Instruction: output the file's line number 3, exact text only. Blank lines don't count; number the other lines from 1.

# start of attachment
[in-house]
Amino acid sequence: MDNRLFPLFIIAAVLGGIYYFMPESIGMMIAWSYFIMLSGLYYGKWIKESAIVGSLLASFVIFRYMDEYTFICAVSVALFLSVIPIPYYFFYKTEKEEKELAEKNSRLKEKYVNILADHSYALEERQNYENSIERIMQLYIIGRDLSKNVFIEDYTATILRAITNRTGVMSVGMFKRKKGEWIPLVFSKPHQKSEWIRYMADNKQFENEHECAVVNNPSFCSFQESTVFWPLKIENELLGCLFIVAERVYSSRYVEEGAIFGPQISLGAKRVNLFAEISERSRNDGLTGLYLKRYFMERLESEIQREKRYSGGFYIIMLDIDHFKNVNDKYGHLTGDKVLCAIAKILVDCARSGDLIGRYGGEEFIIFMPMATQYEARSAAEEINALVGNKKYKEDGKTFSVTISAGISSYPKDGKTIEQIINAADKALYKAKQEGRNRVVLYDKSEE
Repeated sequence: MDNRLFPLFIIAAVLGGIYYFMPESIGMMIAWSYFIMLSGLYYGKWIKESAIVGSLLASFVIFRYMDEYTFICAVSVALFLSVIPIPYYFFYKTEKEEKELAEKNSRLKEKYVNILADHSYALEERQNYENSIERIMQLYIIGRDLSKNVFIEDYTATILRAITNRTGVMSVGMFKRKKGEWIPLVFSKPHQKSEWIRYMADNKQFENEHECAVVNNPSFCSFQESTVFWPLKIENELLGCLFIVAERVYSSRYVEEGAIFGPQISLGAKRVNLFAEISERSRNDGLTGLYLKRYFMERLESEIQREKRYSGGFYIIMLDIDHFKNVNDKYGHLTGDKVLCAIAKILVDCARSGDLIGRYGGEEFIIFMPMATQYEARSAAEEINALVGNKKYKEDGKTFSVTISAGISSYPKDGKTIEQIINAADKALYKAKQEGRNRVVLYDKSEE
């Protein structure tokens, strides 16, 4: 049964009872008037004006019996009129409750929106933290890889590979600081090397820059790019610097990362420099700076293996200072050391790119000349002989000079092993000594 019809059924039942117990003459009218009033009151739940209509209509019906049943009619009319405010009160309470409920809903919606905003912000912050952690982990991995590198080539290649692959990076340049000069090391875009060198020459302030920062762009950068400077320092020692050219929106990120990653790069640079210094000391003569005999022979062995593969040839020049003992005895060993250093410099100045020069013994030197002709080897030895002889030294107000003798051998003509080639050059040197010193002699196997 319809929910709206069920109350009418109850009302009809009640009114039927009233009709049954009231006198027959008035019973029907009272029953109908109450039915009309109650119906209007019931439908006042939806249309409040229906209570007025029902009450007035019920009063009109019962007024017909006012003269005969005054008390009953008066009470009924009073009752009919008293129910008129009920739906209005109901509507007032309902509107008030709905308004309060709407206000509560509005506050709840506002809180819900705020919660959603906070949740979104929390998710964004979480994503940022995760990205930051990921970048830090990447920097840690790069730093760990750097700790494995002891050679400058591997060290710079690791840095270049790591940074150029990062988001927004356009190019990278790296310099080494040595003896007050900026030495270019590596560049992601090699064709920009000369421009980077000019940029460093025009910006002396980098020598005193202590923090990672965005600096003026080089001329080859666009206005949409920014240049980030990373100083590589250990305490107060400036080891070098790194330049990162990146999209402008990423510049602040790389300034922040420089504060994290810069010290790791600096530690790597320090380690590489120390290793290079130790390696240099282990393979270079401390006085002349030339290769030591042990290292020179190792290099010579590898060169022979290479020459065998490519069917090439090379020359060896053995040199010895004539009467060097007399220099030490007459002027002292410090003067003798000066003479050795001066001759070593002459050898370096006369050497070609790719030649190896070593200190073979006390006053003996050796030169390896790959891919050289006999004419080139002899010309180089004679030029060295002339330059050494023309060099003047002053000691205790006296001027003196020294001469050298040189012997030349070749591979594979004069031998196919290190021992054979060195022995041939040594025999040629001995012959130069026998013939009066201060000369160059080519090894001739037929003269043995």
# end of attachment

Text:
Repeated sequence: MDNRLFPLFIIAAVLGGIYYFMPESIGMMIAWSYFIMLSGLYYGKWIKESAIVGSLLASFVIFRYMDEYTFICAVSVALFLSVIPIPYYFFYKTEKEEKELAEKNSRLKEKYVNILADHSYALEERQNYENSIERIMQLYIIGRDLSKNVFIEDYTATILRAITNRTGVMSVGMFKRKKGEWIPLVFSKPHQKSEWIRYMADNKQFENEHECAVVNNPSFCSFQESTVFWPLKIENELLGCLFIVAERVYSSRYVEEGAIFGPQISLGAKRVNLFAEISERSRNDGLTGLYLKRYFMERLESEIQREKRYSGGFYIIMLDIDHFKNVNDKYGHLTGDKVLCAIAKILVDCARSGDLIGRYGGEEFIIFMPMATQYEARSAAEEINALVGNKKYKEDGKTFSVTISAGISSYPKDGKTIEQIINAADKALYKAKQEGRNRVVLYDKSEE